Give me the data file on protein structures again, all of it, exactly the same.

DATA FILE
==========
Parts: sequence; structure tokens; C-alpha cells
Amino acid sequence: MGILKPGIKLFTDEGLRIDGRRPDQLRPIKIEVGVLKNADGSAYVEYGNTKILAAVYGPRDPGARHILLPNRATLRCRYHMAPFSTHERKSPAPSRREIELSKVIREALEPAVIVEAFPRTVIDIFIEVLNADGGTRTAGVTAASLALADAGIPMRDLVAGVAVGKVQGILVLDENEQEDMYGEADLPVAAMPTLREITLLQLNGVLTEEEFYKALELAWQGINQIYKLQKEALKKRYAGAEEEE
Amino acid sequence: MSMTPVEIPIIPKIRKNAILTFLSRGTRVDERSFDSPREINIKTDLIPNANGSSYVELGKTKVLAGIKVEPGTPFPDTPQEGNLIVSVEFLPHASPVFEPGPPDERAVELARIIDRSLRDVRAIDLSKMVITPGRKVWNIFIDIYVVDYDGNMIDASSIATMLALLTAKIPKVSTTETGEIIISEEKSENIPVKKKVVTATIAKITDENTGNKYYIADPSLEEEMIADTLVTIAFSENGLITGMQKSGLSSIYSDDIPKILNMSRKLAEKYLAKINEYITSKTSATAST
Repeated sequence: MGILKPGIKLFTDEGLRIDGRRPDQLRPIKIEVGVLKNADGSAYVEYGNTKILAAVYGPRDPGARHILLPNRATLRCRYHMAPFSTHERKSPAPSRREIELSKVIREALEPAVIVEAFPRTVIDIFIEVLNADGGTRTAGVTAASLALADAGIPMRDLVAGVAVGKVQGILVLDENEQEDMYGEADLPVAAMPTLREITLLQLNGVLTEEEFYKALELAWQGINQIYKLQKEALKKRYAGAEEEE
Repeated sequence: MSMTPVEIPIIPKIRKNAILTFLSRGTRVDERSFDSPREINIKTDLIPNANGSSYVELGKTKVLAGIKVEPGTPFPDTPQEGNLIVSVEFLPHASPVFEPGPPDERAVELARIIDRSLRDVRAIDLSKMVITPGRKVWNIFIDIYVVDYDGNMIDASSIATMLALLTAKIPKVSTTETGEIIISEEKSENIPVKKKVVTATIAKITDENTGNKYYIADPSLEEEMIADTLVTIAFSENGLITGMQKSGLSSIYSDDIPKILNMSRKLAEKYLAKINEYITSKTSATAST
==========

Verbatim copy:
Parts: sequence; structure tokens; C-alpha cells
Amino acid sequence: MGILKPGIKLFTDEGLRIDGRRPDQLRPIKIEVGVLKNADGSAYVEYGNTKILAAVYGPRDPGARHILLPNRATLRCRYHMAPFSTHERKSPAPSRREIELSKVIREALEPAVIVEAFPRTVIDIFIEVLNADGGTRTAGVTAASLALADAGIPMRDLVAGVAVGKVQGILVLDENEQEDMYGEADLPVAAMPTLREITLLQLNGVLTEEEFYKALELAWQGINQIYKLQKEALKKRYAGAEEEE
Amino acid sequence: MSMTPVEIPIIPKIRKNAILTFLSRGTRVDERSFDSPREINIKTDLIPNANGSSYVELGKTKVLAGIKVEPGTPFPDTPQEGNLIVSVEFLPHASPVFEPGPPDERAVELARIIDRSLRDVRAIDLSKMVITPGRKVWNIFIDIYVVDYDGNMIDASSIATMLALLTAKIPKVSTTETGEIIISEEKSENIPVKKKVVTATIAKITDENTGNKYYIADPSLEEEMIADTLVTIAFSENGLITGMQKSGLSSIYSDDIPKILNMSRKLAEKYLAKINEYITSKTSATAST
Repeated sequence: MGILKPGIKLFTDEGLRIDGRRPDQLRPIKIEVGVLKNADGSAYVEYGNTKILAAVYGPRDPGARHILLPNRATLRCRYHMAPFSTHERKSPAPSRREIELSKVIREALEPAVIVEAFPRTVIDIFIEVLNADGGTRTAGVTAASLALADAGIPMRDLVAGVAVGKVQGILVLDENEQEDMYGEADLPVAAMPTLREITLLQLNGVLTEEEFYKALELAWQGINQIYKLQKEALKKRYAGAEEEE
Repeated sequence: MSMTPVEIPIIPKIRKNAILTFLSRGTRVDERSFDSPREINIKTDLIPNANGSSYVELGKTKVLAGIKVEPGTPFPDTPQEGNLIVSVEFLPHASPVFEPGPPDERAVELARIIDRSLRDVRAIDLSKMVITPGRKVWNIFIDIYVVDYDGNMIDASSIATMLALLTAKIPKVSTTETGEIIISEEKSENIPVKKKVVTATIAKITDENTGNKYYIADPSLEEEMIADTLVTIAFSENGLITGMQKSGLSSIYSDDIPKILNMSRKLAEKYLAKINEYITSKTSATAST